The rupee will appreciate from the current level due to sliding crude prices on the back of the downward revision of of global growth forecast by the International Monetary Fund (IMF), a senior finance ministry official said on Thursday.
He attributed the slump in the stock and currency market on Thursday to global cues.
On Wednesday, IMF said in an update to its World Economic Outlook that it was now predicting a 3.7% global growth in both 2018 and 2019, down from its July forecast of 3.9 % growth for both years. It further attributed it to the 2019 GDP losses of more than 0.9% in the US and 1.6% in China in 2019.
This led to Brent crude futures sliding down to $1.32, or 1.6% at $81.77 a barrel on Thursday. They had earlier touched their lowest since September 27 at $81.35, after closing 2.2% lower on Wednesday.
“What happened in the US yesterday had a ripple effect here today. The IMF has downgraded the global growth rate and the US growth rate for next year, and both these had impact on the markets,” the official told reporters.
The official said the underlying strength of the Indian economy was reflected in IMF’s growth projections, which retained its earlier GDP growth outlook at 7.3% for the current year while marginally paring it for 2019 to 7.3% from 7.4% announced in July.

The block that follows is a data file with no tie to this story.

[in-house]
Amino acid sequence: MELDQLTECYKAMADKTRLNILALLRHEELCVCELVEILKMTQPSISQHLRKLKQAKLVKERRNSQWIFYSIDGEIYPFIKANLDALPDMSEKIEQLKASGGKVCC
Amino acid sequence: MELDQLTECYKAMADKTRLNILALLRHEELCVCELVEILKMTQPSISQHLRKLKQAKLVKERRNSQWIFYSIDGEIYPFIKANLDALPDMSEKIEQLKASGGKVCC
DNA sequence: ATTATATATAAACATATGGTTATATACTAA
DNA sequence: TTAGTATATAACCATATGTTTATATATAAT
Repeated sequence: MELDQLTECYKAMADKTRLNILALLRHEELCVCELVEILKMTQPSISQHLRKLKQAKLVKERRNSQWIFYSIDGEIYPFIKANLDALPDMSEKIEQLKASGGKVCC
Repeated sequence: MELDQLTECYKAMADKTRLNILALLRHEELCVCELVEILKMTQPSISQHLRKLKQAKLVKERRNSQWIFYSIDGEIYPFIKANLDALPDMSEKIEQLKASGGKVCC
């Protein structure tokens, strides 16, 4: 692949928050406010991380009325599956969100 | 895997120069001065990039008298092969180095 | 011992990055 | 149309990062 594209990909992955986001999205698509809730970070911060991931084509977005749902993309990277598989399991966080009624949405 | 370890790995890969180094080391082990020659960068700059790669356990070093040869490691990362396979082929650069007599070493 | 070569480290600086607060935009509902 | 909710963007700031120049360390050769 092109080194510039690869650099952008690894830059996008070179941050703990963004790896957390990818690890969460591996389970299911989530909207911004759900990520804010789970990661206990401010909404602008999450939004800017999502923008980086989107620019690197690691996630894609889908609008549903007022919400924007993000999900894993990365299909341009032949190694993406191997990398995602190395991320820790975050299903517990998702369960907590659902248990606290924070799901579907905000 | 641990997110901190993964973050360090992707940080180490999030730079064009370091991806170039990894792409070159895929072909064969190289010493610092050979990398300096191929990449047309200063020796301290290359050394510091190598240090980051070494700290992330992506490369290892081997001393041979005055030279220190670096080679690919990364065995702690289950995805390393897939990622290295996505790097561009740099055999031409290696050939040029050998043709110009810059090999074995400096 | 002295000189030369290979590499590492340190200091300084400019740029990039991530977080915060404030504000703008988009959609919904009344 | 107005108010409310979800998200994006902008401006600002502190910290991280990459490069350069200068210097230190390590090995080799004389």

However, the official admitted that the rupee, current account deficit (CAD) and balance of payments remained areas of concern for the government. “The government will take action at an appropriate time to check widening CAD and going forward there are indications that oil prices will fall, which will have positive implications on the rupee,” the official said.
Even though there are pressures on the current account deficit, the foreign exchange reserves are in a better position compared with 2015 to withstand it, he added. The rupee has lost more than 13% since the beginning of 2018. The CAD, difference between inflow and outflow of foreign exchange, widened to 2.4% of GDP in the April-June quarter.
He also said India stood to gain after the downgrade of growth forecast for US and China. “The Indian market is still relatively stable compared with other equity markets as people still perceive strength in Indian economy,” the official said.
“There are countries in the world which are unstable in terms of stock markets going up and down, in terms of inflation going up, currency also depreciating, plus rising oil prices, so they are having all macro factors affecting many of the emerging market economies. But, in our case in spite of the oil prices going up, the prediction of RBI for inflation is modest, which is something to rejoice about,” the official said.